Dana Milbank reflects the exposed id of the spoiled, cossetted, inside-the-beltway journalist in exactly the same way as Nick Coleman, Doug Grow and Lori Sturdevant do for the self-absorbed, smug Twin Cities journalistic “elite”; all of them wrap a lot of high-minded-sounding wrapping around “being a hack for a party narrative” .
But a hack is a hack – and Milbank may never have been hackier than in today’s piece about an NRA press conference which revolved less around reporting and analyzing the news than in comparing it with Milbank’s narrative and, worse, the prejudices he’s accreted on the subject over decades of being an “elite journalist” and damn glad to tell you so.
But give Milbank this; he doesn’t bury his lede. He really, really doesn’t like gunnies (emphasis added):
The gun-lobby goons were at it again.
The National Rifle Association’s security guards gained notoriety earlier this year when, escorting NRA officials to a hearing, they were upbraided by Capitol authorities for pushing cameramen. The thugs were back Tuesday when the NRA rolled out its “National School Shield” — the gun lobbyists’ plan to get armed guards in public schools — and this time they were packing heat.
About 20 of them — roughly one for every three reporters — fanned out through the National Press Club, some in uniforms with gun holsters exposed, others with earpieces and bulges under their suit jackets.
In a spectacle that officials at the National Press Club said they had never seen before, the NRA gunmen directed some photographers not to take pictures, ordered reporters out of the lobby when NRA officials passed and inspected reporters’ briefcases before granting them access to the news conference.
The NRA has been the target of an awful lot of what would be called “hate speech” if directed at any regular schemiel. Death threats have been the least of it, the background noise.
If a media outlet were the target of this much hatred – whipped up by the likes of Milbank – do you think they might tend to their security?
Hint: Try to walk in to the Washington Post office without an armed security guard giving you a brusque once-over, if you don’t have an employee pass. Get back to us.
It’s The Beltway Way – Provinicalism? Milbank’s got it!
By journalistic custom and D.C. law, of course, reporters don’t carry guns to news conferences — and certainly not when the person at the lectern is the NRA’s Asa Hutchinson, an unremarkable former congressman and Bush administration official whom most reporters couldn’t pick out of a lineup.
Let that be a lesson, peasants; your worth is proportional to how much you’ve hobnobbed inside the beltway lately.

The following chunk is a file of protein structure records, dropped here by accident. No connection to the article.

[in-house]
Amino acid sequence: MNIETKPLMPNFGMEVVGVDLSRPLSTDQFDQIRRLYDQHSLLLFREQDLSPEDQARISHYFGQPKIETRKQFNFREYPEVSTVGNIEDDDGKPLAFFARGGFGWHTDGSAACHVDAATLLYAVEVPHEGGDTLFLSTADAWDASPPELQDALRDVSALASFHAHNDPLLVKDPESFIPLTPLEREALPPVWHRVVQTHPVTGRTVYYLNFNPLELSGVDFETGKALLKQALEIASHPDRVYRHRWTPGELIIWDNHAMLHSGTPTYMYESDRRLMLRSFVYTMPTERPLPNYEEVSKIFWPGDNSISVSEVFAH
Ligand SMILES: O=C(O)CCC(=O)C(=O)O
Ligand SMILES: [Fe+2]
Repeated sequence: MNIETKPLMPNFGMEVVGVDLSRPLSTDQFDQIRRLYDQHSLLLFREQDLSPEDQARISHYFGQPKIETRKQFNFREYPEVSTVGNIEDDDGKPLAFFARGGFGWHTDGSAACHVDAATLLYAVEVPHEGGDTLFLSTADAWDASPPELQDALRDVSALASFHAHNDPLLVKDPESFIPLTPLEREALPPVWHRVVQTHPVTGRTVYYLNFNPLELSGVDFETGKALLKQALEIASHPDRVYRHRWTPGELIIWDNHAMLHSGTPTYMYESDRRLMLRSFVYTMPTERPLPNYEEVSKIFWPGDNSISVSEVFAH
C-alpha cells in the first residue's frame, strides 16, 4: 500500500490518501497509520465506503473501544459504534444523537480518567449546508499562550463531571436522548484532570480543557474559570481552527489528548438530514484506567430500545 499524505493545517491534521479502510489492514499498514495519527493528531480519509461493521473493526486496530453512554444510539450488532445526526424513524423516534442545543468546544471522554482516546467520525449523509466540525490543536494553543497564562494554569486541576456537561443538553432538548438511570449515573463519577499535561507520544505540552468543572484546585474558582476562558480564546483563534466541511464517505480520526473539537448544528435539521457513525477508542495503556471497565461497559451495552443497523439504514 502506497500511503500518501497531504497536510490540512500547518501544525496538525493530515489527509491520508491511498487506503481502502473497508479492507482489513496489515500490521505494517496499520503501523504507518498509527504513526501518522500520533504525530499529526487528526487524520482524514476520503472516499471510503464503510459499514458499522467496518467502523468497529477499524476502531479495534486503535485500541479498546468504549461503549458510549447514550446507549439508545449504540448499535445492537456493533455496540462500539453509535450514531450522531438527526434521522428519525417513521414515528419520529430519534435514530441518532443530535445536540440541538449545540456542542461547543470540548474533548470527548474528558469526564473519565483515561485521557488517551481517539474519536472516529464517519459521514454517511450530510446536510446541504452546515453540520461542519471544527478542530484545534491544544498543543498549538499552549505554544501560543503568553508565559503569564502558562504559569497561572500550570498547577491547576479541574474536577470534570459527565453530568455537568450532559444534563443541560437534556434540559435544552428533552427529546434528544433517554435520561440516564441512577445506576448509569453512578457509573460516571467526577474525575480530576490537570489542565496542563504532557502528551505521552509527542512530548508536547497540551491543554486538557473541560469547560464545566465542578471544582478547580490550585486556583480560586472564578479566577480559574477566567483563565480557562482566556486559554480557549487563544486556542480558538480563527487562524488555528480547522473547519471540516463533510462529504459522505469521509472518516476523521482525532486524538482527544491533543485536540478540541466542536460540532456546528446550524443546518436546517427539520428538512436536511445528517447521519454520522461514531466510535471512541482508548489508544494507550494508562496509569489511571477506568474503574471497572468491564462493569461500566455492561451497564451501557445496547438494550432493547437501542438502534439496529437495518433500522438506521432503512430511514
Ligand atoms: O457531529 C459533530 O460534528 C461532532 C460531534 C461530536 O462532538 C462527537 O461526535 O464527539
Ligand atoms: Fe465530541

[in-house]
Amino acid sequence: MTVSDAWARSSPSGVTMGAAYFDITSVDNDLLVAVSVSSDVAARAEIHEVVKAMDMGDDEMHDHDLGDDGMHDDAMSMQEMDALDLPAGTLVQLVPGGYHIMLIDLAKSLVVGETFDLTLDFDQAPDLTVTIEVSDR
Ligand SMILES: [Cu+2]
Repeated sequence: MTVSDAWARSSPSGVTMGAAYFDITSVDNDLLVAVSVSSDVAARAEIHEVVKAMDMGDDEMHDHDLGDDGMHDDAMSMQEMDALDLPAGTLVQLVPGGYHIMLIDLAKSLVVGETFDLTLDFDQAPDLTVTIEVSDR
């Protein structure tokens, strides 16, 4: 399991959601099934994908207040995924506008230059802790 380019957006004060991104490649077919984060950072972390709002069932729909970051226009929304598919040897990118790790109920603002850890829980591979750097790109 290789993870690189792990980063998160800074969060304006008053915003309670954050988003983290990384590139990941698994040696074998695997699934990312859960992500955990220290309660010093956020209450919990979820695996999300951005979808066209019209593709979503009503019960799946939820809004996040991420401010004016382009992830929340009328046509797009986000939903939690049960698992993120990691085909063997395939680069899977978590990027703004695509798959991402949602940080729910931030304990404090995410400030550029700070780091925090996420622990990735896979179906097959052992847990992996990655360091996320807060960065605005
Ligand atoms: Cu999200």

Everything They Need To Know About Policy Analysis, They Learned From Aaron Sorkin – Milbank rattles off the left’s shopping list of shame:
Thus has it gone so far in the gun debate in Washington. The legislation is about to be taken up in Congress, but by most accounts the NRA has already won. Plans for limiting assault weapons and ammunition clips are history, and the prospects for meaningful background checks are bleak.
Watch any of Aaron Sorkin’s poli-tainment; “The West Wing” and “The American President”. Liberal orthodoxy is always presented, without question, not just as the only rational approach, but the only approach. Which is one thing when you’re watching an overhyped TV show. It’s another when you’re reading the blithe assumptions of the “elite” media…
…in this case Milbank, who’s assuming that:
- “Limiting assault weapons” is of any use in fighting crime. It’s not; violent crime has dropped like a rock since the end of the 1994 Ban, even as the number of “assault weapons” in general circulation has ballooned).
- Limits on “ammunition clips” (grrr) are equally useless; even if criminals obeyed the law, mass murder is not a function of magazine size; having extra magazines is of much more use to defenders than attackers.
- The background checks being proposed, above and beyond the NICS system, are of any use in fighting crime. They’re not. Criminals don’t take background checks.
And yet all three are presented critically, as if questioning any of them is too absurd to think about.
If You Can’t Dazzle ‘Em With Fact, Baffle ‘Em With Strawmen – Milbank presents the facts that fit the narrative and ignores the pesky stuff next:
Now, The Post’s Philip Rucker and Ed O’Keefe report, the NRA is proposing language to gut the last meaningful gun-control proposal, making gun trafficking a federal crime. Apparently, the gun lobby thinks even criminals deserve Second Amendment protection.